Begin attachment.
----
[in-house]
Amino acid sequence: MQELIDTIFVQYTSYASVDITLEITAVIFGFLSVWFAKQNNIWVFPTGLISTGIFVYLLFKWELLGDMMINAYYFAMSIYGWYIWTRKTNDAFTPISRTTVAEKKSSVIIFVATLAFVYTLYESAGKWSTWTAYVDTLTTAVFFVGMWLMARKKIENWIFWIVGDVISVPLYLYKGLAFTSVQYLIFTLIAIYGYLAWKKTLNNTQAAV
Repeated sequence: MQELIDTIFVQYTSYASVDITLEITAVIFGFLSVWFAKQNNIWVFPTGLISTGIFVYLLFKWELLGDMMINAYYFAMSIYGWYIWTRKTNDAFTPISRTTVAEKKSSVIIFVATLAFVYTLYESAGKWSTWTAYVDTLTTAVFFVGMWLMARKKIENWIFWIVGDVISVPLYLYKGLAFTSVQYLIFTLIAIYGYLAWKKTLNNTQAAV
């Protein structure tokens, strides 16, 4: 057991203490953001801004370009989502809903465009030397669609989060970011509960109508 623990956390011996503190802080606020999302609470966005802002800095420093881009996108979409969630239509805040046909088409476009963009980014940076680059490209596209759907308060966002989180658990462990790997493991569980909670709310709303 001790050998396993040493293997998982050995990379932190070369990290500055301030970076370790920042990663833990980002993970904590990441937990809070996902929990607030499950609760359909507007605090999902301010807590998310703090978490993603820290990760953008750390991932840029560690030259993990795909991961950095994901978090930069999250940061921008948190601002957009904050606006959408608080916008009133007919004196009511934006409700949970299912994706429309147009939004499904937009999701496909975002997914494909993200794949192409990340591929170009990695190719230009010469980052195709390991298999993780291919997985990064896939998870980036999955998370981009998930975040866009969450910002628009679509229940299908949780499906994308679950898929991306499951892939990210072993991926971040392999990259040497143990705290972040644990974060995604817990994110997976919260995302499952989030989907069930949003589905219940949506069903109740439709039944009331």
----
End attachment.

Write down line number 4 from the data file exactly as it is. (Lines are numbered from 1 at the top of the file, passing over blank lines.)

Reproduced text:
């Protein structure tokens, strides 16, 4: 057991203490953001801004370009989502809903465009030397669609989060970011509960109508 623990956390011996503190802080606020999302609470966005802002800095420093881009996108979409969630239509805040046909088409476009963009980014940076680059490209596209759907308060966002989180658990462990790997493991569980909670709310709303 001790050998396993040493293997998982050995990379932190070369990290500055301030970076370790920042990663833990980002993970904590990441937990809070996902929990607030499950609760359909507007605090999902301010807590998310703090978490993603820290990760953008750390991932840029560690030259993990795909991961950095994901978090930069999250940061921008948190601002957009904050606006959408608080916008009133007919004196009511934006409700949970299912994706429309147009939004499904937009999701496909975002997914494909993200794949192409990340591929170009990695190719230009010469980052195709390991298999993780291919997985990064896939998870980036999955998370981009998930975040866009969450910002628009679509229940299908949780499906994308679950898929991306499951892939990210072993991926971040392999990259040497143990705290972040644990974060995604817990994110997976919260995302499952989030989907069930949003589905219940949506069903109740439709039944009331």